Avengers: Celestial Madonna

Avengers: Celestial Madonna
Avengers Celestial Madonna review
  • North American Publisher / ISBN: Marvel - 0-7851-0826-2
  • Release date: 2002
  • UPC: 9780785108269
  • Contains adult content?: no
  • Does this pass the Bechdel test?: yes
  • Positive minority portrayal?: yes
  • CATEGORIES: Superhero

Eighteen months prior to the material reprinted in this collection, Steve Englehart had introduced the Swordsman and Mantis to the Avengers. The former was a reformed villain who’d hit dissolute rock bottom in Vietnam before being dragged from the gutter by the love of what he presumed was a good woman. Mantis was the proverbial mystery wrapped in an enigma. An accomplished martial artist with a spiritual side, her background was unknown, and her spirituality didn’t preclude a determined assault on the Vision and Scarlet Witch’s relationship.

The book starts with the appearance of a star above the Avengers Mansion. According to villain from the future Kang this indicates one of the women within (Agatha Harkness, Mantis and the Scarlet Witch) is destined to become what he refers to as the Celestial Madonna. Their mate will be a being of great power, and Kang is determined he’ll be that man.

There’s a lot of Kang in Celestial Madonna because Englehart was the first to realise that if your villain travels through time he can retreat to the future after a defeat, recover, and return minutes after he left. It’s only one of numerous ideas beautifully stitched together. Having crowed about the future of others, Kang is given a glimpse of his own future, and doesn’t like it. He’d been teasing with snippets about Mantis’ origin for some while, but Englehart pays out in spades, also providing the complete origin of the Vision, and almost as an afterthought he throws in the history of the universe besides. It all culminates in a pair of weddings.

All that is among a considerable amount of inventive superhero action. There’s a chapter where the Avengers come up against some communist villains in Vietnam, and another sequence when they’re wandering around the labyrinths of Limbo and encounter dead characters led by Kang. That’s dialogued by Roy Thomas.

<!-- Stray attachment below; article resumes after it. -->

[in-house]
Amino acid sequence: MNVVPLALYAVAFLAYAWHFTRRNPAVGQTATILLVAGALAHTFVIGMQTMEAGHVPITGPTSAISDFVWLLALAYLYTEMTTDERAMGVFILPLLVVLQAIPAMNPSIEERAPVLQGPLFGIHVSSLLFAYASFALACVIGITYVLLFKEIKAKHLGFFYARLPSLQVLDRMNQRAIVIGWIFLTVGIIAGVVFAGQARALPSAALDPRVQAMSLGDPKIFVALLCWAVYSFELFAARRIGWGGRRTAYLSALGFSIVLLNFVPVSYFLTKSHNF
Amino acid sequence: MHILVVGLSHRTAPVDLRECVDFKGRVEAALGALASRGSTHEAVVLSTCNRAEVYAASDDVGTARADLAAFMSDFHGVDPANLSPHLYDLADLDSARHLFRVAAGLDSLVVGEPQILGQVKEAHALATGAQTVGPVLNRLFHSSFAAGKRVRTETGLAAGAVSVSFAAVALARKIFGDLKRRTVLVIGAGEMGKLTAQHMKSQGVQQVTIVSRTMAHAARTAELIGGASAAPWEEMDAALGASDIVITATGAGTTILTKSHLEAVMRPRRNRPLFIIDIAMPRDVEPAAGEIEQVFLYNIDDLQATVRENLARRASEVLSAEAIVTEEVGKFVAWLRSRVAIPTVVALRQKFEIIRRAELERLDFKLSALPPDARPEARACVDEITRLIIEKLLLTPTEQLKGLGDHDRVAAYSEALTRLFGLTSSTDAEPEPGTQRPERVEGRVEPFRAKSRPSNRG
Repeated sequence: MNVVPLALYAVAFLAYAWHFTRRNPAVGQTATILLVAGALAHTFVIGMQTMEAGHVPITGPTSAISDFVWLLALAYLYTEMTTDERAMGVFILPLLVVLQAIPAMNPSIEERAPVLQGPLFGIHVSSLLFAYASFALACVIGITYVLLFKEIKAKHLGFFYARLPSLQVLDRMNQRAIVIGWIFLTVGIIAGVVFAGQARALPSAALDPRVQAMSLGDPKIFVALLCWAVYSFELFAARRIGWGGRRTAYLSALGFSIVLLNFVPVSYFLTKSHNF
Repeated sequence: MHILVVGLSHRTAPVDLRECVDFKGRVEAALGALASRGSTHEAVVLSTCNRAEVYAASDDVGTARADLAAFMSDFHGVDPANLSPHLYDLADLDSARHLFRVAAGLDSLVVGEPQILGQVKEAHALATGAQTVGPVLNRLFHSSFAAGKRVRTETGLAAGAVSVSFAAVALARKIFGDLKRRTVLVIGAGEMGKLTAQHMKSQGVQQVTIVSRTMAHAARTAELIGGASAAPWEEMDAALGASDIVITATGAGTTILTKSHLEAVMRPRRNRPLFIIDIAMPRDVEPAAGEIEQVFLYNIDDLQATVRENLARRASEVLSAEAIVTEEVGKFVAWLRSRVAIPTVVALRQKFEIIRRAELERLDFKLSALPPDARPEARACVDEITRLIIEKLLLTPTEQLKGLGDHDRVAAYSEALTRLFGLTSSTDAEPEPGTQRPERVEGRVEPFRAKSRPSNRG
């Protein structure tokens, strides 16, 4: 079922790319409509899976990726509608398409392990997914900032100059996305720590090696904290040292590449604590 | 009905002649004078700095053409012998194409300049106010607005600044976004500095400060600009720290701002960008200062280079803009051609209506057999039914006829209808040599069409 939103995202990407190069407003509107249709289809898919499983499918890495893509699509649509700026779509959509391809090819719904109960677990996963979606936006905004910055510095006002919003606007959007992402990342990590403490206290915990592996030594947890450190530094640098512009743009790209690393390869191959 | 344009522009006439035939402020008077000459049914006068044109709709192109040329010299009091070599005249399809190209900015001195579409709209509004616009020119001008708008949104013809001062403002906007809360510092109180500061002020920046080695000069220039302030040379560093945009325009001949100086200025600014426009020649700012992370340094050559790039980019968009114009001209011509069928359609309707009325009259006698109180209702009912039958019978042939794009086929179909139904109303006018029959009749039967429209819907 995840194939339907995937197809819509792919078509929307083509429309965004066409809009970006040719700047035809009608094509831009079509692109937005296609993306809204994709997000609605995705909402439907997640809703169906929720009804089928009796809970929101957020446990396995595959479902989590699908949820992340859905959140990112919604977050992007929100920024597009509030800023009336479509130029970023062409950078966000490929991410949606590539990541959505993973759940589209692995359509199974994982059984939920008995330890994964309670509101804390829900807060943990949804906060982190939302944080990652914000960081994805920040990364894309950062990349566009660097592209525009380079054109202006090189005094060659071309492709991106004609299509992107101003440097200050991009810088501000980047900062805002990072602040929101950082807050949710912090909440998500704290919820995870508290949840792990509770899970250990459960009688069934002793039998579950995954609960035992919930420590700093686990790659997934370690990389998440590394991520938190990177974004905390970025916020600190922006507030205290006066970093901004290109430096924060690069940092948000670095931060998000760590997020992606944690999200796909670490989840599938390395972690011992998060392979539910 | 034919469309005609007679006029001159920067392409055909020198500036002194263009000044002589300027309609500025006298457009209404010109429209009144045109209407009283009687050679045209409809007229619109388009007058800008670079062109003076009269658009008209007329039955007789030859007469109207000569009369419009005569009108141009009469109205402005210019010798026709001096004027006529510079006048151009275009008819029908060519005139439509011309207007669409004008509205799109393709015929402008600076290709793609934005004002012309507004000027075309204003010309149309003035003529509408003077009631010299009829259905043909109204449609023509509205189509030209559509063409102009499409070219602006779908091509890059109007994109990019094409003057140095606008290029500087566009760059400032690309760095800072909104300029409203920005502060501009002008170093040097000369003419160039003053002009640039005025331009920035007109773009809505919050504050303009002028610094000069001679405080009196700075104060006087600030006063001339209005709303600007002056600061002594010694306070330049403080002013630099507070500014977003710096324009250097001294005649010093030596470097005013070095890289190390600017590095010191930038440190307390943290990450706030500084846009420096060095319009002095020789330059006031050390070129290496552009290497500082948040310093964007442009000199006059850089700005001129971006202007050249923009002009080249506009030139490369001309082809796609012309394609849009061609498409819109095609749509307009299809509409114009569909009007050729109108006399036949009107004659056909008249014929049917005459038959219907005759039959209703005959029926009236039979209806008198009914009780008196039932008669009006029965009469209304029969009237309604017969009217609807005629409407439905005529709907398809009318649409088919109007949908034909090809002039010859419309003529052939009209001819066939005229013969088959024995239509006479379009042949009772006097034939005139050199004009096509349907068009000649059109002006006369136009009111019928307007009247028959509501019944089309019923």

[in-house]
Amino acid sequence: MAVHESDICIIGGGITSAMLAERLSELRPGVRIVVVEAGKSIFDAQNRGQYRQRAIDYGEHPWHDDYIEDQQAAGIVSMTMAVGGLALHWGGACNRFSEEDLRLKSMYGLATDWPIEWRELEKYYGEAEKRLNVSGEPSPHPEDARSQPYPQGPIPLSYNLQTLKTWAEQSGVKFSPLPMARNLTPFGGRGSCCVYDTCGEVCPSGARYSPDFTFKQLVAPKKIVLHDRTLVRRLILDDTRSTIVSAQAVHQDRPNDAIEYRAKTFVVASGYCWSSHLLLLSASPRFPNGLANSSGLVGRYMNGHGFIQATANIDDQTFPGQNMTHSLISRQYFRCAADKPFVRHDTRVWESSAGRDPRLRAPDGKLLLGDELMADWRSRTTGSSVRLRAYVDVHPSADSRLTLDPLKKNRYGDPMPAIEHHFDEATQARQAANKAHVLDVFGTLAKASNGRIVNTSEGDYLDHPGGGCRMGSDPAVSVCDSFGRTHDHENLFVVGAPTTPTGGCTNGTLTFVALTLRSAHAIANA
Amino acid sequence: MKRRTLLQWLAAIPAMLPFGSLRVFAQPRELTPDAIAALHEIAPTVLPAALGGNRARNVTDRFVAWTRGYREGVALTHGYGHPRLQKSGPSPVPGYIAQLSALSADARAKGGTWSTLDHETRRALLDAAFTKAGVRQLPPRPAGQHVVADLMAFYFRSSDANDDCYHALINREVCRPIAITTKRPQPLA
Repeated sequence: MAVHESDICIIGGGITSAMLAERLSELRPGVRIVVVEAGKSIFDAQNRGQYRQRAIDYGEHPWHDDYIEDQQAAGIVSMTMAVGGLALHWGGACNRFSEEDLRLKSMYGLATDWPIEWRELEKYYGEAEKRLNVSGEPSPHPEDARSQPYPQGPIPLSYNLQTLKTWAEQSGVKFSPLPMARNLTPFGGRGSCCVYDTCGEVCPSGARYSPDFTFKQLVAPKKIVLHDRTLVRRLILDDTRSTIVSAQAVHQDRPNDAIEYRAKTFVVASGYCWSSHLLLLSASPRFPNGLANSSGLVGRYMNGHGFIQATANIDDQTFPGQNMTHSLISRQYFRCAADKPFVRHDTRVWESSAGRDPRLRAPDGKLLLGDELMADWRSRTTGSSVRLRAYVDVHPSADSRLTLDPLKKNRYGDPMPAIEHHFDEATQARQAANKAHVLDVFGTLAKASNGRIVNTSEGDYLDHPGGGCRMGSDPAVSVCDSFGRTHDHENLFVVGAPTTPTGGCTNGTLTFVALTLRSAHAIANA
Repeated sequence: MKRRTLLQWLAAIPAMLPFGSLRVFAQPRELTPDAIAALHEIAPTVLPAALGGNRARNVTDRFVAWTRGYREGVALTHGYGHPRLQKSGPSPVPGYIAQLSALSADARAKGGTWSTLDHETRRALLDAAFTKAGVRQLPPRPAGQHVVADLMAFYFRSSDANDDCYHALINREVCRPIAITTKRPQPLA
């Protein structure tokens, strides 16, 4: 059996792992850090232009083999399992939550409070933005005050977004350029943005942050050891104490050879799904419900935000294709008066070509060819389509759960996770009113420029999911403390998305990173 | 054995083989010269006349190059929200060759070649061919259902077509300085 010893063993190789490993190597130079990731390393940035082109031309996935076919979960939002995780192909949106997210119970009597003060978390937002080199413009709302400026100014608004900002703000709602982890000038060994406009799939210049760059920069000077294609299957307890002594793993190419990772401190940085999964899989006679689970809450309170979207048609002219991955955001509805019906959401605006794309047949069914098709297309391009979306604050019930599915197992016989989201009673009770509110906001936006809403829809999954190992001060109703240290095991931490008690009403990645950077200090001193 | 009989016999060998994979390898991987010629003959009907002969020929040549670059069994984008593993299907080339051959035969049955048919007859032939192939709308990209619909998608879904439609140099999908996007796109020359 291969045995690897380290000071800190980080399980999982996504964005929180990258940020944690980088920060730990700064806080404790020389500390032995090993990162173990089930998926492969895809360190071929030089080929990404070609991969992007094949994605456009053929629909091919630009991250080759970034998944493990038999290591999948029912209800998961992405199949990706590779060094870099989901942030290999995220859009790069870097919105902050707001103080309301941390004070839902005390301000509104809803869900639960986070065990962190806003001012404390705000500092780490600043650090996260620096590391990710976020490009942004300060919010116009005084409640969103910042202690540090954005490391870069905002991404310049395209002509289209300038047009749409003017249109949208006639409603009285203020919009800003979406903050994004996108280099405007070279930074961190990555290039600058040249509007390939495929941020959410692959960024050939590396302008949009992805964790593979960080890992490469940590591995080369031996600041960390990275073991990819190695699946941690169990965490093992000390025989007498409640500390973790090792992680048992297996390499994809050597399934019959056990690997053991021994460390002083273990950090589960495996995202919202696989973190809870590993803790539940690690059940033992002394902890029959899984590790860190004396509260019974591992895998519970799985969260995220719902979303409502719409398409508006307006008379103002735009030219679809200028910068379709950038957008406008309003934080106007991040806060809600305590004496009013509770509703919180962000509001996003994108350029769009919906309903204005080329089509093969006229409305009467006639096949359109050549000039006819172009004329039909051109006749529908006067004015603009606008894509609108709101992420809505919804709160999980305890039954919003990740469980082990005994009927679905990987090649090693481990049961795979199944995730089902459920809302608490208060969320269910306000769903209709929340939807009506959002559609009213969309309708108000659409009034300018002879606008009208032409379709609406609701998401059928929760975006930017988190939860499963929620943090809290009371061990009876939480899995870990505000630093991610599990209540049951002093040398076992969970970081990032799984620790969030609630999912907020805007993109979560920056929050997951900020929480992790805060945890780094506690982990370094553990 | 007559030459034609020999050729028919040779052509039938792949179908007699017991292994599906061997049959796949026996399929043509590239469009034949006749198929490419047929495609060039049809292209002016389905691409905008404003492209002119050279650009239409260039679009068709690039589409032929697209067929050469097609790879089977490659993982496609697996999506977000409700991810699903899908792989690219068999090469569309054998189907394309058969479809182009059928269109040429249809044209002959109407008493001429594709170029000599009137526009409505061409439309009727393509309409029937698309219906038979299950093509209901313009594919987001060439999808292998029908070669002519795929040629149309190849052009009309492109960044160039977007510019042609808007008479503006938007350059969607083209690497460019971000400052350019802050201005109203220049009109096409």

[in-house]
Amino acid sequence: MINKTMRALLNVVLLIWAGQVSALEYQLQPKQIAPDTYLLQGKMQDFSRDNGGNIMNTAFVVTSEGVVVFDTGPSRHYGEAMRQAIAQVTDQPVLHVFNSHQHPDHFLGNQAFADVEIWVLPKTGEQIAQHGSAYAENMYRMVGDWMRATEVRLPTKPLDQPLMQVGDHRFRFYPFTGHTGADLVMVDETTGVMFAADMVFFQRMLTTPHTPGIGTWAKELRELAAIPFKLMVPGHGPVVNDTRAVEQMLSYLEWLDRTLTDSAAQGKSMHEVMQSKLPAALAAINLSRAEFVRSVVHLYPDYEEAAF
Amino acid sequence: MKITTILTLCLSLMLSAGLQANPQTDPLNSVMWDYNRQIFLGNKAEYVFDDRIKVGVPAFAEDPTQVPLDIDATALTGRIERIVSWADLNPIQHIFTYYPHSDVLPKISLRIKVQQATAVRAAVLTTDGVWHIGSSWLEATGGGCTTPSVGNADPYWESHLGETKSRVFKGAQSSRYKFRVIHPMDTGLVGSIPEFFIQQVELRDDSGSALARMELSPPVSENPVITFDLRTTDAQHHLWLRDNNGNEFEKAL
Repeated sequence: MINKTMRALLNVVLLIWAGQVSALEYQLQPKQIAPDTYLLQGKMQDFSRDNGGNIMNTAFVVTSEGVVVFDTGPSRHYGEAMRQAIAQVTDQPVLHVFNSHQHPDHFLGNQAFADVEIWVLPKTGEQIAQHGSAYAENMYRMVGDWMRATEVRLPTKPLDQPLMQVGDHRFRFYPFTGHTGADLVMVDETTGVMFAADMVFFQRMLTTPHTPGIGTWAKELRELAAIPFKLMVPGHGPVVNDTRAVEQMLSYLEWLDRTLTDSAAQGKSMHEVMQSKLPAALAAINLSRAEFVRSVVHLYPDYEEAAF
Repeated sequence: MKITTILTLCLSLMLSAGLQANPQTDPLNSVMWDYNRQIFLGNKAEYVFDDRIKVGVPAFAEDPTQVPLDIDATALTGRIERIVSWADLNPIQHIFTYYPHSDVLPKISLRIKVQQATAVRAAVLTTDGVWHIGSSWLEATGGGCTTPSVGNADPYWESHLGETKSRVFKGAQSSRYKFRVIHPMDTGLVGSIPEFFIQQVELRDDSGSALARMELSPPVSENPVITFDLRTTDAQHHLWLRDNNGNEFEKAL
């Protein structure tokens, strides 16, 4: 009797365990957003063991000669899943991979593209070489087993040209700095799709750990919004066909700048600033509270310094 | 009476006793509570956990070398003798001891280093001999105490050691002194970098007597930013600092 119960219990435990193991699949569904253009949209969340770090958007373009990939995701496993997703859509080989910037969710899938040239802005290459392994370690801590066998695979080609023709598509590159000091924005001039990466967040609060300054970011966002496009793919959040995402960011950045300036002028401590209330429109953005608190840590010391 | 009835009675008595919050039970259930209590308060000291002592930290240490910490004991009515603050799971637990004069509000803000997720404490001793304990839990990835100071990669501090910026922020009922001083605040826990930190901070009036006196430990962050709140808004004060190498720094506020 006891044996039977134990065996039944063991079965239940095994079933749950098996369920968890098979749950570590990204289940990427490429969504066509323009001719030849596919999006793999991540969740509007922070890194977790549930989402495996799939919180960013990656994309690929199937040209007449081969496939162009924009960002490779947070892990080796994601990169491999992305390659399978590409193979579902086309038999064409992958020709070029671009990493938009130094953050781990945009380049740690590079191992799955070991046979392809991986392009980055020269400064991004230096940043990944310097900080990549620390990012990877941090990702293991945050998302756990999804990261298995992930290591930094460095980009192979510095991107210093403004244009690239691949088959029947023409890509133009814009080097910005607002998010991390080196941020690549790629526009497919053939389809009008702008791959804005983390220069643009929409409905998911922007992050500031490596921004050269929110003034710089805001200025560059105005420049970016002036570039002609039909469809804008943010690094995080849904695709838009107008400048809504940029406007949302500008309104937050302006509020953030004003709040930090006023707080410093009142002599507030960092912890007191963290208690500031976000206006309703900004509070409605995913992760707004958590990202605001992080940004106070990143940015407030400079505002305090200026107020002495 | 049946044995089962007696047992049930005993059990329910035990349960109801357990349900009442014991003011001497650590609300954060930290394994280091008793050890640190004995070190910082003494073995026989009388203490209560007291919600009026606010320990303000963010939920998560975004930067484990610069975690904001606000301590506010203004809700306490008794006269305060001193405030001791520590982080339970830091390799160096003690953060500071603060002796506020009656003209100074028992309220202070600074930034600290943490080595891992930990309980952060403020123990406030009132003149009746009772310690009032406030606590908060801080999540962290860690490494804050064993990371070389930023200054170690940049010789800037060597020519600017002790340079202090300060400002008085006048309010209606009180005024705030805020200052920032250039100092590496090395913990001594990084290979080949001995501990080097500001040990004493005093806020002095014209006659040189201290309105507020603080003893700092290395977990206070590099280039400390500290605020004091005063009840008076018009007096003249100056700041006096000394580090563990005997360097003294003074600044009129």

In terms of art, over half the book is solid enough with the clear storytelling of Sal Buscema inked by Joe Staton. The quality moves up with two chapters pencilled by Dave Cockrum, including a real heartbreaker, but unfortunately drops right down to the basement with some dull George Tuska work and a finale wretchedly drawn by Don Heck. How Englehart’s heart must have sunk when he saw the culmination of two years work reduced to that. This curse appears to have extended through the decades to the bizarrely deformed facial features Mantis sports on the cover constructed from internal art where Cockrum drew her properly.

There are stylistic elements identifying this work as the product of the mid-1970s. The conclusion is presented in extremely wordy fashion, some of it expository, but Englehart largely avoids the soul-searching thought balloons betraying much other work of the period. The towering ambition, though, suspenseful plots and neat twists far outweigh the deficiencies, and Celestial Madonna remains very readable today.

If preferred, the content is also available as the hardcover Marvel Masterworks: Avengers volume 14, and within the black and white pulp paper reproduction of Essential Avengers 6. There’s also The Complete Celestial Madonna Saga, which adds several earlier Avengers stories that don’t match this selection, and an ill-advised 2001 sequel Celestial Quest. You’re better off sticking to this version.